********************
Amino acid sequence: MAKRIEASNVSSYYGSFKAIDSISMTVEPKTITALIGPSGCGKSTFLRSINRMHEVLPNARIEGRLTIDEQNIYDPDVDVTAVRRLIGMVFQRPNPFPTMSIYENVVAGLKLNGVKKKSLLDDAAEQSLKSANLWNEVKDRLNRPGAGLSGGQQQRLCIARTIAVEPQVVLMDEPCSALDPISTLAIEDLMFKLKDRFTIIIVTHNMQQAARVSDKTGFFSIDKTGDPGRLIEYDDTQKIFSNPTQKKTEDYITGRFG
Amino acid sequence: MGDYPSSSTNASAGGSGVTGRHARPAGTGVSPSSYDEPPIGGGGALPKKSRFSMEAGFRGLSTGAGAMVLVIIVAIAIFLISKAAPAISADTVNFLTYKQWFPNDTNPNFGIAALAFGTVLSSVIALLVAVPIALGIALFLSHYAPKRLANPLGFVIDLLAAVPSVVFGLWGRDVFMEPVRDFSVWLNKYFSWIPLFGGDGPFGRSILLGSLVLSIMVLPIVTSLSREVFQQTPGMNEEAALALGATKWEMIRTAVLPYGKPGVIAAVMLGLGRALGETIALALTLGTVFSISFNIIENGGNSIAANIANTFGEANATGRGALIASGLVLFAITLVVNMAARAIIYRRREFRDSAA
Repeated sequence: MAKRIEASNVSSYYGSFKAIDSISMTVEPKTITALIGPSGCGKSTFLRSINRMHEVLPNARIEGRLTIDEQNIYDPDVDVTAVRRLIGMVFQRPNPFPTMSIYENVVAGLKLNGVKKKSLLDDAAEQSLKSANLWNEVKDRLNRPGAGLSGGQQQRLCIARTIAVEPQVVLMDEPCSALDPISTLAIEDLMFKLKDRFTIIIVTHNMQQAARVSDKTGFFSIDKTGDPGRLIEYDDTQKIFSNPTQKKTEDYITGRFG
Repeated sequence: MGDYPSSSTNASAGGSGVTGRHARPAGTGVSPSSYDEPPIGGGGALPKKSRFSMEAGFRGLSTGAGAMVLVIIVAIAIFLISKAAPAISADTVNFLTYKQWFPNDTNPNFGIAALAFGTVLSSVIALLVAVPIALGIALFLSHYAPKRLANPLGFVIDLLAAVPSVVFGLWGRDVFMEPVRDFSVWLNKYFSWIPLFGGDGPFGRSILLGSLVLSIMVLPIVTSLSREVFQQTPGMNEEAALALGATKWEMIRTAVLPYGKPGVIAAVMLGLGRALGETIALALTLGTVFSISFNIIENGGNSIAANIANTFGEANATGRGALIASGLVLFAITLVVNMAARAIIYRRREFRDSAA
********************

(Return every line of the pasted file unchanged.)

Amino acid sequence: MAKRIEASNVSSYYGSFKAIDSISMTVEPKTITALIGPSGCGKSTFLRSINRMHEVLPNARIEGRLTIDEQNIYDPDVDVTAVRRLIGMVFQRPNPFPTMSIYENVVAGLKLNGVKKKSLLDDAAEQSLKSANLWNEVKDRLNRPGAGLSGGQQQRLCIARTIAVEPQVVLMDEPCSALDPISTLAIEDLMFKLKDRFTIIIVTHNMQQAARVSDKTGFFSIDKTGDPGRLIEYDDTQKIFSNPTQKKTEDYITGRFG
Amino acid sequence: MGDYPSSSTNASAGGSGVTGRHARPAGTGVSPSSYDEPPIGGGGALPKKSRFSMEAGFRGLSTGAGAMVLVIIVAIAIFLISKAAPAISADTVNFLTYKQWFPNDTNPNFGIAALAFGTVLSSVIALLVAVPIALGIALFLSHYAPKRLANPLGFVIDLLAAVPSVVFGLWGRDVFMEPVRDFSVWLNKYFSWIPLFGGDGPFGRSILLGSLVLSIMVLPIVTSLSREVFQQTPGMNEEAALALGATKWEMIRTAVLPYGKPGVIAAVMLGLGRALGETIALALTLGTVFSISFNIIENGGNSIAANIANTFGEANATGRGALIASGLVLFAITLVVNMAARAIIYRRREFRDSAA
Repeated sequence: MAKRIEASNVSSYYGSFKAIDSISMTVEPKTITALIGPSGCGKSTFLRSINRMHEVLPNARIEGRLTIDEQNIYDPDVDVTAVRRLIGMVFQRPNPFPTMSIYENVVAGLKLNGVKKKSLLDDAAEQSLKSANLWNEVKDRLNRPGAGLSGGQQQRLCIARTIAVEPQVVLMDEPCSALDPISTLAIEDLMFKLKDRFTIIIVTHNMQQAARVSDKTGFFSIDKTGDPGRLIEYDDTQKIFSNPTQKKTEDYITGRFG
Repeated sequence: MGDYPSSSTNASAGGSGVTGRHARPAGTGVSPSSYDEPPIGGGGALPKKSRFSMEAGFRGLSTGAGAMVLVIIVAIAIFLISKAAPAISADTVNFLTYKQWFPNDTNPNFGIAALAFGTVLSSVIALLVAVPIALGIALFLSHYAPKRLANPLGFVIDLLAAVPSVVFGLWGRDVFMEPVRDFSVWLNKYFSWIPLFGGDGPFGRSILLGSLVLSIMVLPIVTSLSREVFQQTPGMNEEAALALGATKWEMIRTAVLPYGKPGVIAAVMLGLGRALGETIALALTLGTVFSISFNIIENGGNSIAANIANTFGEANATGRGALIASGLVLFAITLVVNMAARAIIYRRREFRDSAA